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Spin Doctor, Heal Thyself: PR Group Is the Other Worldcom

Names: The association faces the problem of being mistaken for the unrelated telecom company.


Worldcom Public Relations Group is in the middle of its own public relations nightmare.

The New York-based association of more than 100 spin agencies around the world wants everyone to know it is not now--and never has been--associated with WorldCom Inc., the telecommunications company that filed for bankruptcy protection this week.

"It just so happens our name is the same," said Hal Dash, a board member of the group founded in 1988. "We have absolutely no relationship with them. We had the name before they did."

The nation's No. 2 long-distance provider and parent company of MCI adopted the WorldCom name in 1995.

Still, a public relations expert might gently suggest this would be a good time for a name change. Dash said the board is having none of it.

"I think it's a ... catchy name," he said. "Of course, these days it's catching something else."

The group was not always so adamant. It was willing to change its name when the phone company came calling in 1996--for the right price.

"We were a nonprofit and they were a company that had zillions of dollars," Dash said. "We wanted to know if they wanted to pay us for the name. Basically, they blew us off. I guess they thought they could outlast us."

USC business professor William Crookston, who specializes in marketing and public relations, believes that it's in the group's best interests to hold on to the scandal-tinged Worldcom moniker.

"The main thing about a brand name," he said, "is that it should be on everyone's lips."

Even when those lips are scowling?

"Absolutely," Crookston said. "It gives them a chance to quickly explain they are not part of the WorldCom telecom. It turns a negative into a positive, and nobody forgets their name."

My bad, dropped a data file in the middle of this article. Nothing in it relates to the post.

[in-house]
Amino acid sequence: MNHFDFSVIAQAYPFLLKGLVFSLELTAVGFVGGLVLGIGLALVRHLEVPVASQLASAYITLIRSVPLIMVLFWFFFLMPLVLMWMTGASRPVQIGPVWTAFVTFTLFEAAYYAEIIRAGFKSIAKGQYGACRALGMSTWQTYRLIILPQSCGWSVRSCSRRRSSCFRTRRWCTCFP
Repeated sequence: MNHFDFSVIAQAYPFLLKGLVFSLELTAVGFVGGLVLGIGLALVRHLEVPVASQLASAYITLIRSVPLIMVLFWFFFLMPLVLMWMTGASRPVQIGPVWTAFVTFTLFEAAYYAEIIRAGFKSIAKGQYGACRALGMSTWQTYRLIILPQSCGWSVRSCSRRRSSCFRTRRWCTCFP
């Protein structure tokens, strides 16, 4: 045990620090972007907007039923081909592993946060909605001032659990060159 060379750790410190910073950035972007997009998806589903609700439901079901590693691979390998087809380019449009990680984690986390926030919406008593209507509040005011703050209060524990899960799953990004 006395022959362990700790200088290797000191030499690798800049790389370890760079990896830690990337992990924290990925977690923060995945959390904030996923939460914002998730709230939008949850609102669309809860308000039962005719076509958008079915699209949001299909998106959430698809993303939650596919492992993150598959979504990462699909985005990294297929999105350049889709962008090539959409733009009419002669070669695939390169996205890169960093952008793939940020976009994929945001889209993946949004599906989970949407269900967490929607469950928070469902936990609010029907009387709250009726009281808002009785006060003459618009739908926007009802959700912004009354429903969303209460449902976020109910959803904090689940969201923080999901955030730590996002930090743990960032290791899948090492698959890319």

Besides, he said, "you know that old saying about publicity: 'It doesn't matter what you say about me as long as you spell my name right.' "

The origins of the Worldcom name for the PR organization are a mystery. "I think it just referred to the fact that we are a worldwide group that works in the communications field," Dash said. "It wasn't rocket science."

The small and mid-size agencies that make up the group often depend on one another to handle situations outside their areas of expertise.

Cathy Dunkin, president of Worldcom's Americas wing and managing principal with Standing Partnership in St. Louis, said that when one of her clients--a chain of movie theaters--filed for bankruptcy protection, her firm brought in an expert from a member agency in Cleveland who had a lot of experience with Chapter 11 companies.

"Maybe the telecommunications company would want to talk to him," she said.

Being the less well-known of the two Worldcoms, the public relations group has had to work at differentiating itself. Especially lately.

Dash said he has gotten a lot of ribbing from clients and friends.

"They call up and say, 'Are you still here?' " he said. "Or a vendor might say, 'Maybe I should get payment in advance.' It's all kidding around."

Being in the business, Dunkin has given some thought as to what she would tell executives at the other WorldCom if asked for PR advice.

"I would tell them they have to be honest, ethical and open in their communications," Dunkin said.

"Maybe they have had some lapses in that, but that's what I would be telling them to do from now on."

The most famous piece of advice in the PR industry is that there is no such thing as bad publicity. Perhaps having the same name as WorldCom is, for this group, a blessing in disguise.

"I guess you could say that," said Dash, suddenly demur. "Maybe there is a bit of a silver lining in all this for us."

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